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It is true that this is not the proper stage for finding out the truth or otherwise in the allegations; but where the allegations themselves are so absurd that no reasonable man would accept the same, this Court cannot throw its arms in the air and express its inability to do anything in the matter. Section 482 Cr.P.C. is a guarantee against injustice. This Court is invested with the tremendous powers thereunder to pass any order in the interest of justice. However, the Court must be careful to see that its decision in exercise of this power is based on sound principles. The inherent power should not be exercised to stifle a legitimate prosecution but Court’s failing to use the power for advancement of justice can also lead to grave injustice. There is also no allegation of entrustment of any dowry article against the petitioners, therefore, I am of the considered view that no case under Section 498-A/406/34 IPC is made out against them.

Consequently, charge sheet filed against the petitioners is quashed with emanating proceedings thereunder.



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IN THE HIGH COURT OF DELHI AT NEW DELHI

%                                    Judgment reserved on :9th May, 2013
                                    Judgment delivered on: 22nd August,2013

+ CRL.M.C. No. 1604/2007 & Crl. M.A. No. 5582/2007 (for stay)
POONAM SINGH                                                  ..... Petitioner
                      Through:         Ms.      Malavika     Rajkotia and
                                       Mr.Chetanya Puri, Advocates with
                                       Petitioner in person.
               Versus

STATE & ORS.                                                ..... Respondents
               Through:          SHO Rajender Gautam, P.S. Alipur for
                                 Respondent No.1.
                                 Mr.V.K.Malik, Mr. Rahul Raj Malik and
                                 Mr. Rajeev Chauhan, Advocates.

                                 AND
+ CRL.M.C. No. 2751/2007 & Crl. M.A. No. 9723/07 (for stay)
NARENDER SINGH SALKAN                                         ..... Petitioner
                      Through:         Ms.      Malavika     Rajkotia and
                                       Mr.Chetanya Puri, Advocates with
                                       Petitioner in person.
               Versus

STATE & ORS.                                               ..... Respondents
         Through:                SHO Rajender Gautam, P.S. Alipur for
                                 Respondent No.1.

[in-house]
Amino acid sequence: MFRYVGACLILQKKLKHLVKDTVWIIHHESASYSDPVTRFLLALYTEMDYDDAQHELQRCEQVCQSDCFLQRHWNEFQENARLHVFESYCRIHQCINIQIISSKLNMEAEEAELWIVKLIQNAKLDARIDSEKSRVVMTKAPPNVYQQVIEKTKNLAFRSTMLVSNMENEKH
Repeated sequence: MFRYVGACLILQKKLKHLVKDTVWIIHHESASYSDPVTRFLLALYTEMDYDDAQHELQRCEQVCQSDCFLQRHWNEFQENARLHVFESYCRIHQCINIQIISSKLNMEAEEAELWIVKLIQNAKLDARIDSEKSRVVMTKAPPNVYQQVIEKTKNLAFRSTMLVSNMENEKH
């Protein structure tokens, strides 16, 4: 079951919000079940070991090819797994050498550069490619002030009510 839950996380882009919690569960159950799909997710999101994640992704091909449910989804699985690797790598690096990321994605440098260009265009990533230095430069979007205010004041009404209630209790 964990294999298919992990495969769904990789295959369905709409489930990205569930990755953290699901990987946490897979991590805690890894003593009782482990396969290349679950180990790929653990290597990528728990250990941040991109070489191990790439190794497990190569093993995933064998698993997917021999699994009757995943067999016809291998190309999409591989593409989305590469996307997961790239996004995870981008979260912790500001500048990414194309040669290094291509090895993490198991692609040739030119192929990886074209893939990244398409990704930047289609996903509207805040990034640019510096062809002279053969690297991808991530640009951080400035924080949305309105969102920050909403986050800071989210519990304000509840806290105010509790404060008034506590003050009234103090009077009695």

Mr.V.K.Malik, Mr. Rahul Raj Malik and
                                 Mr. Rajeev Chauhan, Advocates.

CORAM:
HON'BLE MR. JUSTICE SURESH KAIT


Crl.M.C. Nos. 1604 & 2751/2007                               Page 1 of 29
 SURESH KAIT, J.

Crl. M.A. Nos. 18903 & 18904/2011 (both for adjournment) in CRL.M.C. Nos. 1604 & 2751 of 2007 Dismissed as infructuous.

Crl. M.A. No. 6584/2012 (for expeditious disposal) in CRL.M.C. No. 2751/2007 Vide the instant application, the applicant/petitioner has sought expeditious disposal of the instant petition.

As the aforementioned petitions are taken up for final disposal, the instant application stands disposed of.

CRL.M.C. Nos. 1604 & 2751 of 2007

1. The present petitions are filed by the father-in-law and sister-in- law of the complainant/respondent No.2 for quashing the charge sheet relating to FIR No. 127/03 under Sections 498-A/406/34 of the Indian Penal Code, 1860 („IPC‟), Police Station Alipur, Delhi.

2. As the facts and issues in both the petitions are same, therefore, this Court has decided to dispose of the aforesaid petitions by this common judgment.

3. Brief facts of the case are that the complainant/respondent No.2 Ms. Reema Singh married with Sh. Sumer Singh Salkan on 24.03.2002 according to Hindu rites and rituals. The said marriage was an arranged marriage and through a Newspaper advertisement. Though it is stated in the petitions that they knew the complainant‟s family as her elder sister was married in Meerut and thus, visited Meerut quite often. The son and brother (bridegroom) of the petitioners was working and residing in Canada and for the purpose of marriage he came to India and stayed only four days after his marriage. Finally, he left for Canada on 28th/29th March, 2002. On the same evening, the complainant/respondent No.2 left with her brother and sister after seeing off her husband from the Airport itself.